I'm a doctor, not a mechanic

Legacy:Using Binary Trees And Linked Lists To Represent Group Hierarchy

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Note: This page represents an idea for a proposed way of coding some particular functionality/behavior in UnrealScript. It does not represent the way that UT/UT2003/UT2004 actually do things in the normal game engine.


I was thinking of way to construct classes that could behave with other classes in a group fasion. I came across the idea of using the C++ ideas of binary trees and linked lists to get the job done. It may be put to good use in forming a hierarchy among classes. It allows us to form "groups" of classes with parents,children, heads, and tails, which can later be used to construct "group" behaviour. Now, linked lists and binary trees can be used, but I feel it depends on the complexity of ones groups. For those of you who don't know of linked lists or binary trees, below is an overview of the linked list and the binary tree idea.

Linked Lists[edit]

A linked list is basically a list of chunks of data linked together. Each "chunk" of data is known as a node. Each node contains some data and some form of "linking" itself to another node. In C++, usually each node has some data, and a pointer to another node. This form is knows as a singly-linked list. Some linked lists have nodes with pointers to the the next node, and the previous node in the list. These types of lists are known as doubly-linked lists. Each list has a head, and a tail. The head being the first node in the list, and the tail being the last node in the lists. Linked lists are an effective way of storing complex datatypes in an array-like structure.

Generally, a linked list is used when an array-type structure is needed but the final size of the array is not known, or, elements within the array are often moved, added, and removed. Linked lists are generally un-ordered although elements can be efficiently sorted into position as they are added to the list.

Binary Trees[edit]

Binary trees are ways of storing data in hierarchial structure composed of nodes (elements of the structure that have children) and leaves (elements of the structure that have no children). A binary tree has a parent node, and two child nodes.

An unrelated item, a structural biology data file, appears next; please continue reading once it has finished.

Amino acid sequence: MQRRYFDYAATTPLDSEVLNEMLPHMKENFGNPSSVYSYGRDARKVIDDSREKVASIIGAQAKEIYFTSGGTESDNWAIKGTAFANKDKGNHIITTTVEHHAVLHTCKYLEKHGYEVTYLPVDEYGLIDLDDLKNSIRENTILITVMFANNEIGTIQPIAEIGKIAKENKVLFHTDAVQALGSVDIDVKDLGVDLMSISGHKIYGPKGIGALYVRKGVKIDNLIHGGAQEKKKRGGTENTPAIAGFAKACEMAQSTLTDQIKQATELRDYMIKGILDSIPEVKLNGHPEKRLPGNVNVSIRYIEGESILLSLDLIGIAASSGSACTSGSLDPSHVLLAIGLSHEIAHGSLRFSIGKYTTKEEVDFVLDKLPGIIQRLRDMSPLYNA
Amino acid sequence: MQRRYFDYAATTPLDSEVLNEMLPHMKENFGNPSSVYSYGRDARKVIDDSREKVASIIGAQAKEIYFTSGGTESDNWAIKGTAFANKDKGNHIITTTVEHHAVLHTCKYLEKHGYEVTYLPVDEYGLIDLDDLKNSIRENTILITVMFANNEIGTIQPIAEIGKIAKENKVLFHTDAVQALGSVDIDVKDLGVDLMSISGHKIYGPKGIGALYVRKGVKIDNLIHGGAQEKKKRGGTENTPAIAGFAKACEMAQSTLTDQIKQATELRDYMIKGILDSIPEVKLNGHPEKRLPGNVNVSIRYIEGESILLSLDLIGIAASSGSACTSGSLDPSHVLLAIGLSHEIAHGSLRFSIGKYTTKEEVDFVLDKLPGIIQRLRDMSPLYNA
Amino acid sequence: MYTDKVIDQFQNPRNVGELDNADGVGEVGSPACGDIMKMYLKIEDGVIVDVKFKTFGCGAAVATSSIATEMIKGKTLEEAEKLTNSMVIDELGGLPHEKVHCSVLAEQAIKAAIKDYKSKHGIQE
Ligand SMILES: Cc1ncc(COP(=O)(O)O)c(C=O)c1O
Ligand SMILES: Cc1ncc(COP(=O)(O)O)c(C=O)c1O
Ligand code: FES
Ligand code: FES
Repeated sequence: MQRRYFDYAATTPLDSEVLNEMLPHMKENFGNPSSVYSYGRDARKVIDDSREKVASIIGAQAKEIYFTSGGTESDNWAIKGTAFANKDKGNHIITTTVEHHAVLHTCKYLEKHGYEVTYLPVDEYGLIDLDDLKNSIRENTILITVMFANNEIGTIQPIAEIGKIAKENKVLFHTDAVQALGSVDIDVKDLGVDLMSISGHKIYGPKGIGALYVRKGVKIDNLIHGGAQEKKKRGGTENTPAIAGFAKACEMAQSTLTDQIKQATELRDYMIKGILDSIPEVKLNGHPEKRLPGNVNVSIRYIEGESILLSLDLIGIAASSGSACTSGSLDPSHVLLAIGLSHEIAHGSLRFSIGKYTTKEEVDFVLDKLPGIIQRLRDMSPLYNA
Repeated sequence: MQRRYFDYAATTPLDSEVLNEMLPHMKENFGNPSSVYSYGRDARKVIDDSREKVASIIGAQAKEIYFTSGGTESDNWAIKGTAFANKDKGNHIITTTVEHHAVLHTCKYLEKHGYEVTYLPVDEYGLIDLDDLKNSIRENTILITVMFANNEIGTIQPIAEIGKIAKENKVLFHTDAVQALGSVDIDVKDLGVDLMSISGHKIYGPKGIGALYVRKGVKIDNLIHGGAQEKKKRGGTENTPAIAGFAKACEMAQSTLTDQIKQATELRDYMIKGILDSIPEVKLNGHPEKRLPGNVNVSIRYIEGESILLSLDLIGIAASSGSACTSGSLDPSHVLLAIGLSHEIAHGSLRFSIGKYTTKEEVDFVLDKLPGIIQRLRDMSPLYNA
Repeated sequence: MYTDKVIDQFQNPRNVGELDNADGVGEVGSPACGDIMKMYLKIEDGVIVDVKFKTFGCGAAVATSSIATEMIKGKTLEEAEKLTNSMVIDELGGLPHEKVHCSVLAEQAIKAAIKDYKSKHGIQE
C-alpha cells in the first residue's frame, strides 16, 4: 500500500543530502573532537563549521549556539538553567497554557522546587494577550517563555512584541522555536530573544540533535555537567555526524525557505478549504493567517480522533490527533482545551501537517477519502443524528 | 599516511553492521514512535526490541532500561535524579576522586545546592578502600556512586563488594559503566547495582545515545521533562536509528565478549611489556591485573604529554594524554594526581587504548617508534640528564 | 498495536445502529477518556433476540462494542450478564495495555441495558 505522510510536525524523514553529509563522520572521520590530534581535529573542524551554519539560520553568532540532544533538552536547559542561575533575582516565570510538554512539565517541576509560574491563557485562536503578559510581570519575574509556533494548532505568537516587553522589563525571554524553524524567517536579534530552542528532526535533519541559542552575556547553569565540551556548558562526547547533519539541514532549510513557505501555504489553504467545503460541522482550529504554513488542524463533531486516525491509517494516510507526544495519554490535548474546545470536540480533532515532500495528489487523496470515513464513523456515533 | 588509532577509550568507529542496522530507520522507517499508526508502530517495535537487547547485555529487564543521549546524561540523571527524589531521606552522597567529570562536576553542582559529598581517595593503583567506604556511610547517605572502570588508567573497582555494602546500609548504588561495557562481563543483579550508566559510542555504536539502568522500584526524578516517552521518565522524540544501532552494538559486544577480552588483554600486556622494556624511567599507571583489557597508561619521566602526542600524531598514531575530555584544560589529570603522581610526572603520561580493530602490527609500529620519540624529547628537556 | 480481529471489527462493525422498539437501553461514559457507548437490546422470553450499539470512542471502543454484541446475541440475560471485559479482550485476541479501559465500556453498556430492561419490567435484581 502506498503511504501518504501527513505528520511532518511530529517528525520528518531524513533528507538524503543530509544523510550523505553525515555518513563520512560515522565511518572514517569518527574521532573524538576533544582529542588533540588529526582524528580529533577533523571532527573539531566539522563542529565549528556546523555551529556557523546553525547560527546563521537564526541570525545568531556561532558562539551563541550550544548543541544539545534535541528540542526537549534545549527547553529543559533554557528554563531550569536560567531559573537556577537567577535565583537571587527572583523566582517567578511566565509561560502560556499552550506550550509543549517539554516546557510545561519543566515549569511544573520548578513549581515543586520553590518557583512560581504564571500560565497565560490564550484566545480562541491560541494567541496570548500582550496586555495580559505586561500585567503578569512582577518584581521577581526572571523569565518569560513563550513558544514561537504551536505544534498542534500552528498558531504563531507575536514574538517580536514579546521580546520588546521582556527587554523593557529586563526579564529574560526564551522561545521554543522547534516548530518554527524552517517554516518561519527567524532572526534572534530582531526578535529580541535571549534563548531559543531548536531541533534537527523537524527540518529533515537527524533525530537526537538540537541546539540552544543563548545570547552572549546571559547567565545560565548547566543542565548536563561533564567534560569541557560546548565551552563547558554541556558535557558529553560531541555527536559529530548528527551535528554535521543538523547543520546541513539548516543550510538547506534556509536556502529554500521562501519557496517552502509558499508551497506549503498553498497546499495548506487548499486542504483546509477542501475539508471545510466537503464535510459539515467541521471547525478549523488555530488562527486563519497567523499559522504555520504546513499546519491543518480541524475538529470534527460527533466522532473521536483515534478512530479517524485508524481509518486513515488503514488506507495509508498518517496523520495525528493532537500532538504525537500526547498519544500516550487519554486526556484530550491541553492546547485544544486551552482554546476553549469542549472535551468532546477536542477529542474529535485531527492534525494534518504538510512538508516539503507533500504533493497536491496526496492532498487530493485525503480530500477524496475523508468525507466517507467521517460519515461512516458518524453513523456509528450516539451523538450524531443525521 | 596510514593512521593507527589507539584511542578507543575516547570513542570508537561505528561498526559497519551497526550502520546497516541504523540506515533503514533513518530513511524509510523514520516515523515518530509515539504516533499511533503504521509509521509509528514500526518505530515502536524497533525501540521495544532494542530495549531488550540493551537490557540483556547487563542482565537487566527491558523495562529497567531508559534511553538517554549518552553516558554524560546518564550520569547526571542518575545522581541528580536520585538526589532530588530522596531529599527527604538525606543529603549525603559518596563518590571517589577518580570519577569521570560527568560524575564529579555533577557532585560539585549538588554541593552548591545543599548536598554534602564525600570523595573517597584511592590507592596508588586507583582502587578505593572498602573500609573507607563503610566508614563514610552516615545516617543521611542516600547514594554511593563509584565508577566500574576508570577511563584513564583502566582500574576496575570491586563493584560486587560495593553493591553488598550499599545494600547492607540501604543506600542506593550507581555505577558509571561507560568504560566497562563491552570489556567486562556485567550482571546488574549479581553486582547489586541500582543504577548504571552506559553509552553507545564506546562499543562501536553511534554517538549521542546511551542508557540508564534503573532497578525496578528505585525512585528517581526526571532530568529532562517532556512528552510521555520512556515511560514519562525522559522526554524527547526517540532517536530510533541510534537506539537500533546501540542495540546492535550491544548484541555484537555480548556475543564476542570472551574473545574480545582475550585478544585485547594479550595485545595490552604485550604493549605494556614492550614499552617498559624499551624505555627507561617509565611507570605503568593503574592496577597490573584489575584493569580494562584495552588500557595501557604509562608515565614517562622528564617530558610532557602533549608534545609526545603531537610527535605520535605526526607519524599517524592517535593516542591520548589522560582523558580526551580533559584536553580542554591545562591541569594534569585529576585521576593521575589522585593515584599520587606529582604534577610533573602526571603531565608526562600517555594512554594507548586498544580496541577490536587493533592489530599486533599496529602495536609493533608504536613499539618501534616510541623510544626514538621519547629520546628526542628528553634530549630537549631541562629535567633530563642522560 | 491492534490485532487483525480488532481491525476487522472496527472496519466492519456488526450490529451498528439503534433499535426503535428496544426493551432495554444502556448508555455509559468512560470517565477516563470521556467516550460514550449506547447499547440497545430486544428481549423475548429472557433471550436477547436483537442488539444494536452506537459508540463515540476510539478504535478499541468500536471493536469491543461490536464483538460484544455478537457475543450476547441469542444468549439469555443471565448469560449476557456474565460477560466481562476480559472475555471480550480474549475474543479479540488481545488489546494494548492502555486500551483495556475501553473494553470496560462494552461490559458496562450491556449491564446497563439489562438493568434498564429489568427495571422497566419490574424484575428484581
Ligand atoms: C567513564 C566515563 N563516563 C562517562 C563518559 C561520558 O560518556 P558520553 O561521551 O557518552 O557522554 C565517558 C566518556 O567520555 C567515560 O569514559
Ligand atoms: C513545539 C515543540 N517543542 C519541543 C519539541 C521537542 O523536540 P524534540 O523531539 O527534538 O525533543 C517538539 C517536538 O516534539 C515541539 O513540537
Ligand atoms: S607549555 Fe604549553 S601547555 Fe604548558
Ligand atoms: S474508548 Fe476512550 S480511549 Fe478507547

Large trees can be constructed by having contain more node elements than leaf elements – imagine having several layers of nodes with child nodes. This provides a good foundation for searching and finding positional status (if the nodes and leaves are ordered).

Unreal Examples[edit]

The Linked List Example[edit]

Say I wanted to create a group of skaarj that had a hierarchy with a leader and a general. I would need two classes, List, and ListNode. List could contain a ListNode head, a ListNode tail, and a name listName. ListNode could contain an instance of a scripted pawn called _skaarj, lowerSkaarj, and higherSkaarj.

class List extends ScriptedPawn;
//global variables
var() ListNode head;
var() ListNode tail;
var() string   listName;

The head could be the leader of the pack, and the tail could be the last person in the pack, it is irrelevant, but for this example, that will be true.

class ListNode extends List;
//global variables
var() Skaarj _skaarj;  //the data
var() Skaarj lowerSkaarj; //the previous monster
var() Skaarj higherSkaarj; //the next monster

This node forms a doubly linked list. We will have to modify the skaarj class a little to include a list if in a group. So lets do that:

class Skaarj extends ScriptedPawn;
//added variable
var() List group;

Now we could form a hierarchy by creating a List of Skaarj. Say I created a map and in it I have six skaarj: Larry, George, Matt, Jack, Tarquin, and Mychaeel. All six skaarj have a group since we just added it above. I will now create a list.

class SkaarjGroup extends List;
listName = "SkaarjGroup1";

Now that the list is created we can add the six skaarj to it.

var ListNode LN_Larry;
var ListNode LN_George;
var ListNode LN_Jack;
var ListNode LN_Tarquin;
var ListNode LN_Mychaeel;
var ListNode LN_Matt;
Larry.group = SkaarjGroup;
George.group = SkaarjGroup;
Jack.group = SkaarjGroup;
Tarquin.group = SkaarjGroup;
Mychaeel.group = SkaarjGroup;
Matt.group = SkaarjGroup;
LN_Larry._skaarj = Larry;
LN_George._skaarj= George;
LN_Jack._skaarj = Jack;
LN_Tarquin._skaarj = Tarquin;
LN_Mychaeel._skaarj = Mychaeel;